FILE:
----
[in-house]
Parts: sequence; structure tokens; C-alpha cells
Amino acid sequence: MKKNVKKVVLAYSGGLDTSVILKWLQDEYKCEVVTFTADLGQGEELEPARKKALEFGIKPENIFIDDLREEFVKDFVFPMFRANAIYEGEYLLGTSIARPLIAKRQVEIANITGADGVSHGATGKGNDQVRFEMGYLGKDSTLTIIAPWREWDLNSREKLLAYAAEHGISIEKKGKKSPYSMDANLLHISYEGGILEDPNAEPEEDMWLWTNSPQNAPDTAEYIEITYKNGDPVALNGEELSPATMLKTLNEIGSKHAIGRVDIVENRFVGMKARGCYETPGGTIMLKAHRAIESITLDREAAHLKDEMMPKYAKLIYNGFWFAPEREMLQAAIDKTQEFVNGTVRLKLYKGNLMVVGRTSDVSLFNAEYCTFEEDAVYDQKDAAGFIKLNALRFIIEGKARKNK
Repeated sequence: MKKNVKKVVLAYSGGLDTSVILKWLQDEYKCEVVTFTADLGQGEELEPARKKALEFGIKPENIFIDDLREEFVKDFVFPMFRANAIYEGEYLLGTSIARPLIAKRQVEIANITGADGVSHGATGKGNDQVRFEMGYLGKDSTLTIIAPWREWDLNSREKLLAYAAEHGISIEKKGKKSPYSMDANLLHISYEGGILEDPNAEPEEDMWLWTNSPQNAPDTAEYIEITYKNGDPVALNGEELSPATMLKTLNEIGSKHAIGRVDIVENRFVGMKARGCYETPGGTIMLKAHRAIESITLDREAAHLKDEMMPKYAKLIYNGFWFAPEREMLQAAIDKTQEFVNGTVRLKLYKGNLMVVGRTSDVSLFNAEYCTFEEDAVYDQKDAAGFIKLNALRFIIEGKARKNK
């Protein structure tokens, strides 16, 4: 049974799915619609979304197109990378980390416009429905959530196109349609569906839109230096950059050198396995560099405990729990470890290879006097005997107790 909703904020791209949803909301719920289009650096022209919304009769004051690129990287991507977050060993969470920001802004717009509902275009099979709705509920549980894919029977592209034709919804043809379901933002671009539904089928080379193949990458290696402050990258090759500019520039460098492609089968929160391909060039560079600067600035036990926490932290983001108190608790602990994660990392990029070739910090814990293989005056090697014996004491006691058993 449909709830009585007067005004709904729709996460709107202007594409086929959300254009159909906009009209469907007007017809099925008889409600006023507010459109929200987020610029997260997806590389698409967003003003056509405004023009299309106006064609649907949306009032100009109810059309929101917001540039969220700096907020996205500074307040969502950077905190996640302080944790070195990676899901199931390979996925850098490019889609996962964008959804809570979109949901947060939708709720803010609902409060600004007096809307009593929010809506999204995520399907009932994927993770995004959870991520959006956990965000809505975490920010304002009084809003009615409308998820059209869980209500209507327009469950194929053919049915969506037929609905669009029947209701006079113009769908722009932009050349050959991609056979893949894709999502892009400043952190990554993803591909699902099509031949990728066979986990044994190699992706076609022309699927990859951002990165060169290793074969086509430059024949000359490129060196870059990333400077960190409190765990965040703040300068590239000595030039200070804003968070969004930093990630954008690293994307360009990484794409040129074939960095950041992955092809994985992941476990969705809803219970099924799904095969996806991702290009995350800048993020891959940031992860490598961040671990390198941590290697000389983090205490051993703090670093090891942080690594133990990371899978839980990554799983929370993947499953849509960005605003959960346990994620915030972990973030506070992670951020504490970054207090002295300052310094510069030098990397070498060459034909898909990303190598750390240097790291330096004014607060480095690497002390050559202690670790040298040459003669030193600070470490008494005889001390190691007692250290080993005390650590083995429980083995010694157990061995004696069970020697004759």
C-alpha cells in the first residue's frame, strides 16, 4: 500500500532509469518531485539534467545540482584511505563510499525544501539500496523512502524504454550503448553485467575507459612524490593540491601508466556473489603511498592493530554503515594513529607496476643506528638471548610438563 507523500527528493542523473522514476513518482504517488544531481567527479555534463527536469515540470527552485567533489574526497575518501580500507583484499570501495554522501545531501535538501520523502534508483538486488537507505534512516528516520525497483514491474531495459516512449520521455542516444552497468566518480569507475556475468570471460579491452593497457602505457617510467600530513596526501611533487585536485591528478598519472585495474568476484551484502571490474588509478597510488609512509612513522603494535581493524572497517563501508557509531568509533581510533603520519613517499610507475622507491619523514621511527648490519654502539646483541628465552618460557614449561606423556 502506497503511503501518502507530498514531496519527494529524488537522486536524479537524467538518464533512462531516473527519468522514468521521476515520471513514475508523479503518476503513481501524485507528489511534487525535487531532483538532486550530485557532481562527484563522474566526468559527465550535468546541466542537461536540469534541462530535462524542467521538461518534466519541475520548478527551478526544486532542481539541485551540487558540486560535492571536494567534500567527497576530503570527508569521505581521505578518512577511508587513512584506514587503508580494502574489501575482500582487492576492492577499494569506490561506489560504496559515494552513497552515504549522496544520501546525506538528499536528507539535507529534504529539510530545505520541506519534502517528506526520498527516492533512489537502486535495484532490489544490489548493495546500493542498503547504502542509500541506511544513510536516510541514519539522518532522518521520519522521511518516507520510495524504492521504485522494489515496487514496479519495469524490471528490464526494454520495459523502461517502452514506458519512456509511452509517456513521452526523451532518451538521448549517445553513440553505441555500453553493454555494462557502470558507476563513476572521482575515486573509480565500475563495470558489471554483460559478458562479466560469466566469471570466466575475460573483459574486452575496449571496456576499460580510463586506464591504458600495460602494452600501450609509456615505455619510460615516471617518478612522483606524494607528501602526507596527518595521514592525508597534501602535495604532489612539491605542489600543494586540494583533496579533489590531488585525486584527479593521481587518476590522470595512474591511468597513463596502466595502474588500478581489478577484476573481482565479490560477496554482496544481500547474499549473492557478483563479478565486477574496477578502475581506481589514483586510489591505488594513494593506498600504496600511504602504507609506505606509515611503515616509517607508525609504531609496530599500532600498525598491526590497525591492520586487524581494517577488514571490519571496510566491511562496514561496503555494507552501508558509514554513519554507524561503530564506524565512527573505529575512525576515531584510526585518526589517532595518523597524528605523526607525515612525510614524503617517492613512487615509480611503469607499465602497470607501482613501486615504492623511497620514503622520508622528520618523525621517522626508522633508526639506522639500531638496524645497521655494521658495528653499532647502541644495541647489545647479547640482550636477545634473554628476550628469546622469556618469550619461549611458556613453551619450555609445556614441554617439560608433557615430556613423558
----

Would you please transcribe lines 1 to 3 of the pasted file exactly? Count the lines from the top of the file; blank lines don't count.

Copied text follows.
[in-house]
Parts: sequence; structure tokens; C-alpha cells
Amino acid sequence: MKKNVKKVVLAYSGGLDTSVILKWLQDEYKCEVVTFTADLGQGEELEPARKKALEFGIKPENIFIDDLREEFVKDFVFPMFRANAIYEGEYLLGTSIARPLIAKRQVEIANITGADGVSHGATGKGNDQVRFEMGYLGKDSTLTIIAPWREWDLNSREKLLAYAAEHGISIEKKGKKSPYSMDANLLHISYEGGILEDPNAEPEEDMWLWTNSPQNAPDTAEYIEITYKNGDPVALNGEELSPATMLKTLNEIGSKHAIGRVDIVENRFVGMKARGCYETPGGTIMLKAHRAIESITLDREAAHLKDEMMPKYAKLIYNGFWFAPEREMLQAAIDKTQEFVNGTVRLKLYKGNLMVVGRTSDVSLFNAEYCTFEEDAVYDQKDAAGFIKLNALRFIIEGKARKNK